8 Steps To Protect Your WordPress Website From Hackers

protect wordpress from hackers

  • Has your WordPress website ever been hacked?
  • If so, did you have it backed up?
  • Is your current WordPress website secure from hackers?

Last year while on vacation at the beach my clients’ WordPress sites got hacked. The hackers substituted the home page with an offensive graphic. Nobody wants to receive phone calls or emails from angry clients while on vacation. Fortunately my web hosting provider kept backups of all the sites so I was able to restore them to their original state within a few hours.

The WordPress platform is currently used by 48% of the top blogs in the world. This means it’s becoming an increasingly popular target for hackers. No longer should you ever use WordPress as a content management system without first making it secure.

Here are 8 steps to protect your WordPress Website from hackers

1. Always upgrade to the latest version of WordPress

Staying with an old version of WordPress is like keeping your door unlocked when you leave for vacation. It invites hackers to take advantage of your site’s vulnerabilities.

WordPress constantly releases new security updates. Usually a notification is automatically displayed at the top of your administration panel. As soon as these updates come out make sure you update your WordPress blog to the latest version. It only takes a few seconds (one click)

2. Remove outdated themes

With each new version of WordPress comes a new theme. Even though you may upgrade WordPress to the new version your old themes remain vulnerable to hackers. This is how hackers disabled my own sites. I hadn’t removed old themes that still existed in the themes folder after upgrading.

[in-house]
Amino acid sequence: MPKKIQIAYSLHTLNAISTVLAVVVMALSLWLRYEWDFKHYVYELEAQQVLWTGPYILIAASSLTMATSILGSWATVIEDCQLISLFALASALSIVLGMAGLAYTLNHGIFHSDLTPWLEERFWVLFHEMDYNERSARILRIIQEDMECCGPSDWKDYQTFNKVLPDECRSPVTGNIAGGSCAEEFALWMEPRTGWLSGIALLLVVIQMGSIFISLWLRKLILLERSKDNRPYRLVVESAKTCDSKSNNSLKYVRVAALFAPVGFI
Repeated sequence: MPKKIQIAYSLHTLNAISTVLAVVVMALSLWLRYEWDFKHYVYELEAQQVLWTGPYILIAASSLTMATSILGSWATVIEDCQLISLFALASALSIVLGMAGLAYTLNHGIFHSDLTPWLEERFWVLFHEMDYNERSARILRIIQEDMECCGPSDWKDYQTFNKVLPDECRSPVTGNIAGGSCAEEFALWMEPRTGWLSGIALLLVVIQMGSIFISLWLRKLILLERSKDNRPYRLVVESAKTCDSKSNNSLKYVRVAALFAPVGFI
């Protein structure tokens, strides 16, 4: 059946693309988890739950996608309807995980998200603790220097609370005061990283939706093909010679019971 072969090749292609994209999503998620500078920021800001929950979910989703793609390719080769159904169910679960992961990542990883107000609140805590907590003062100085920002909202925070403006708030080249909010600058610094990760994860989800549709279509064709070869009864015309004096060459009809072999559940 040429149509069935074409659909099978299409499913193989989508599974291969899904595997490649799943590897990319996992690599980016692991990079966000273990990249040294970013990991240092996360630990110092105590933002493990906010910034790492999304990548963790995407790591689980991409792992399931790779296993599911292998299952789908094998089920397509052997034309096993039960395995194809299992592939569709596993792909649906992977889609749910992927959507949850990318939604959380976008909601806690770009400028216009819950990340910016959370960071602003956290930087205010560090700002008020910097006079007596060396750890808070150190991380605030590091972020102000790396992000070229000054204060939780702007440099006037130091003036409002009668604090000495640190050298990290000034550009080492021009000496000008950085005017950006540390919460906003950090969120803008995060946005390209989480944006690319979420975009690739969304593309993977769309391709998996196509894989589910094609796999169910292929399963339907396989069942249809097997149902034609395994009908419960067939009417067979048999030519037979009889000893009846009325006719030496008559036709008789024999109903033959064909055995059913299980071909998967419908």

3. Keep your plugins updated

Plugins make it easy to customize your blog however you need to constantly keep them updated to prevent hackers exploiting outdated code. Before purchasing a new plugin ask the software creator if they always release new versions of their plugin when WordPress is updated. Often they will charge a fee to do this.

Free plugins usually notify you inside the WordPress administration panel when a new version becomes available.

4. Use strong passwords

Avoid using the default username “admin” when you first install WordPress. For the login password use a mixture of upper and lower case letters, numbers and symbols. The more complex they are the harder it will be for hackers to crack them.

To change the default administrator username log in to the admin area, go to Users and create a new user with Administrator role. Once the account is created, log out from your admin area, log in with the new account you created and delete the old one.

5. Backup your database

When a hacker takes down your site you’ll lose all the content stored in your database. This could be especially frustrating if you’ve invested years adding new content to your blog. Ask your web host if they make backups of your site on a regular basis. If not look for a web hosting provider that does.

You can also create your own backup of the database and all your WordPress files in cpanel. Simply login in to cpanel and click the backup/restore link.

Under Backup/Restore you’ll see this:


This feature allows you to download a zipped copy of your entire site or parts of it onto your computer.

The following are backed up and included in a zip file for your convenience:

Home Directory
MySQL Databases
Email forwarders configuration
Email filters configuration

Click Backup to save a copy of your database and WordPress files on your computer.